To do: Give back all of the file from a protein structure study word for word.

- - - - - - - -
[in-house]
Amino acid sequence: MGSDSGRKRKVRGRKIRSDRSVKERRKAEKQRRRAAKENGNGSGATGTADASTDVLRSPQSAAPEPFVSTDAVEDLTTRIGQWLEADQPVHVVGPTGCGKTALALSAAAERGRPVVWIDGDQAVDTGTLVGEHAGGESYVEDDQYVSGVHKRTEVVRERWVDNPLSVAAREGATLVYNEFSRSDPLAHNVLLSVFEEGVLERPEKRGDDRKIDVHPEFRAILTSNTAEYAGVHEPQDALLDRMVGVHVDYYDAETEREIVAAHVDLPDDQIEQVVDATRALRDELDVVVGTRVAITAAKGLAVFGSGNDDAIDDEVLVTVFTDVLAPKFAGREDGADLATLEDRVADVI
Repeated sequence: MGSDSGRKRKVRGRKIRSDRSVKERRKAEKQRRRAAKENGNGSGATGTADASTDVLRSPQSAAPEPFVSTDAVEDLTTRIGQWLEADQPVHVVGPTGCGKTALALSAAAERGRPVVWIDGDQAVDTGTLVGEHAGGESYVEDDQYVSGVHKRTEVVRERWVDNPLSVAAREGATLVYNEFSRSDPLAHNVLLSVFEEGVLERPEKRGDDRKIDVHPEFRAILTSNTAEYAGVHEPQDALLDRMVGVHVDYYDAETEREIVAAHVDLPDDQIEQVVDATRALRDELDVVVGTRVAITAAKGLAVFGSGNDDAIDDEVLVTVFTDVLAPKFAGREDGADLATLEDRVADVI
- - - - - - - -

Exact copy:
[in-house]
Amino acid sequence: MGSDSGRKRKVRGRKIRSDRSVKERRKAEKQRRRAAKENGNGSGATGTADASTDVLRSPQSAAPEPFVSTDAVEDLTTRIGQWLEADQPVHVVGPTGCGKTALALSAAAERGRPVVWIDGDQAVDTGTLVGEHAGGESYVEDDQYVSGVHKRTEVVRERWVDNPLSVAAREGATLVYNEFSRSDPLAHNVLLSVFEEGVLERPEKRGDDRKIDVHPEFRAILTSNTAEYAGVHEPQDALLDRMVGVHVDYYDAETEREIVAAHVDLPDDQIEQVVDATRALRDELDVVVGTRVAITAAKGLAVFGSGNDDAIDDEVLVTVFTDVLAPKFAGREDGADLATLEDRVADVI
Repeated sequence: MGSDSGRKRKVRGRKIRSDRSVKERRKAEKQRRRAAKENGNGSGATGTADASTDVLRSPQSAAPEPFVSTDAVEDLTTRIGQWLEADQPVHVVGPTGCGKTALALSAAAERGRPVVWIDGDQAVDTGTLVGEHAGGESYVEDDQYVSGVHKRTEVVRERWVDNPLSVAAREGATLVYNEFSRSDPLAHNVLLSVFEEGVLERPEKRGDDRKIDVHPEFRAILTSNTAEYAGVHEPQDALLDRMVGVHVDYYDAETEREIVAAHVDLPDDQIEQVVDATRALRDELDVVVGTRVAITAAKGLAVFGSGNDDAIDDEVLVTVFTDVLAPKFAGREDGADLATLEDRVADVI